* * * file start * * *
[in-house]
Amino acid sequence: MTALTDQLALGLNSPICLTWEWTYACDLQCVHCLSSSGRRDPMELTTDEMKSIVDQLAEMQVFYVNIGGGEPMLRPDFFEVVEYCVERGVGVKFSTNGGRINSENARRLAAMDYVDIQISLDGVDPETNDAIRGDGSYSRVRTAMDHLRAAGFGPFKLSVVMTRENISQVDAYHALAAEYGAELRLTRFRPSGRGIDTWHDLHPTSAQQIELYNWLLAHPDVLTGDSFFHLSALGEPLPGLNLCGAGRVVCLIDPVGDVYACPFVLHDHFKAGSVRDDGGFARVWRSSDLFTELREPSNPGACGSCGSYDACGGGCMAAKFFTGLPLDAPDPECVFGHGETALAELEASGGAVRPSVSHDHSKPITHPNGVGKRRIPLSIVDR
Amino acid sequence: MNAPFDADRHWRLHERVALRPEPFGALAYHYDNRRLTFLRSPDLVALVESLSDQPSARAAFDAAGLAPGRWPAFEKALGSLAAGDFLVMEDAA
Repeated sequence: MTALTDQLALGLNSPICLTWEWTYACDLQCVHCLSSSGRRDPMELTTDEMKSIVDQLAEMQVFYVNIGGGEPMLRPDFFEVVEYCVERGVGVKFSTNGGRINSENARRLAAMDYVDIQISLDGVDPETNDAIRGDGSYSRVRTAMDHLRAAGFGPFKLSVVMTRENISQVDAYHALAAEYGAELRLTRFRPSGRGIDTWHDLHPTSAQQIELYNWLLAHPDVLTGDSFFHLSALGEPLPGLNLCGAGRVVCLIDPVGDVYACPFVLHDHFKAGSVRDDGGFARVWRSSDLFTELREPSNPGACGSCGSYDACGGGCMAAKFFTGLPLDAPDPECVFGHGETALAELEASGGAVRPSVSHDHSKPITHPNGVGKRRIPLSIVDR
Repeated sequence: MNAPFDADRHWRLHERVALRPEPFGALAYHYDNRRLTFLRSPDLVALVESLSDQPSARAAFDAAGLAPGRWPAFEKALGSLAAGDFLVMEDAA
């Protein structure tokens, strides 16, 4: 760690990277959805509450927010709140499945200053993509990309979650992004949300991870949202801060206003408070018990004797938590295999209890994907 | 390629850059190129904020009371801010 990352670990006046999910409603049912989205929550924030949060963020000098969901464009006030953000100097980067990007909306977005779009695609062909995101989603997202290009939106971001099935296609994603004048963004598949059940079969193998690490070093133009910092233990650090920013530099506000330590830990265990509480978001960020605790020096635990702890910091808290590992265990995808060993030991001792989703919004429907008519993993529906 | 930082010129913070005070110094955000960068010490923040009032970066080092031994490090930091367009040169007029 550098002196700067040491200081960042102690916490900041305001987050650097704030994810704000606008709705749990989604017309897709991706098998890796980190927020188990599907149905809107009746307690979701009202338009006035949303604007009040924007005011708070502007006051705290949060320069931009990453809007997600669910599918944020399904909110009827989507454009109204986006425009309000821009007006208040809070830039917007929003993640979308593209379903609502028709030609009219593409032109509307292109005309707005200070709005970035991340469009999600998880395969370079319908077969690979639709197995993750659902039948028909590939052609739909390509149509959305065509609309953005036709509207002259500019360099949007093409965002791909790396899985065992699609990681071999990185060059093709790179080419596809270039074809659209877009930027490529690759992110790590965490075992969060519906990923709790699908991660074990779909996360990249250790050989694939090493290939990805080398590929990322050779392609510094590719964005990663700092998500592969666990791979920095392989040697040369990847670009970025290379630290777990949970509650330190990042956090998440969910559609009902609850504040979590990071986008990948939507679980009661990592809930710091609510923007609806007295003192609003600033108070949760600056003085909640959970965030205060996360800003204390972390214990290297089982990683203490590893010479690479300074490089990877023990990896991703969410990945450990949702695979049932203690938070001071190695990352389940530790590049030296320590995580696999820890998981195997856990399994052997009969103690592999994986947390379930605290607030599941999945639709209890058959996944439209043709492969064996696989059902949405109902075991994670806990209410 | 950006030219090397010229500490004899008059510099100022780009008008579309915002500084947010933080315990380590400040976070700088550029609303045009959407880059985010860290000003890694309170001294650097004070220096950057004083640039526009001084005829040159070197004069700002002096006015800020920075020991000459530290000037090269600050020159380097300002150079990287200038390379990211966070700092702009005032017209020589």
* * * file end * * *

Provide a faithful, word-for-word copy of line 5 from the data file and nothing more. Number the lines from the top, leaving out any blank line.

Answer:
Repeated sequence: MNAPFDADRHWRLHERVALRPEPFGALAYHYDNRRLTFLRSPDLVALVESLSDQPSARAAFDAAGLAPGRWPAFEKALGSLAAGDFLVMEDAA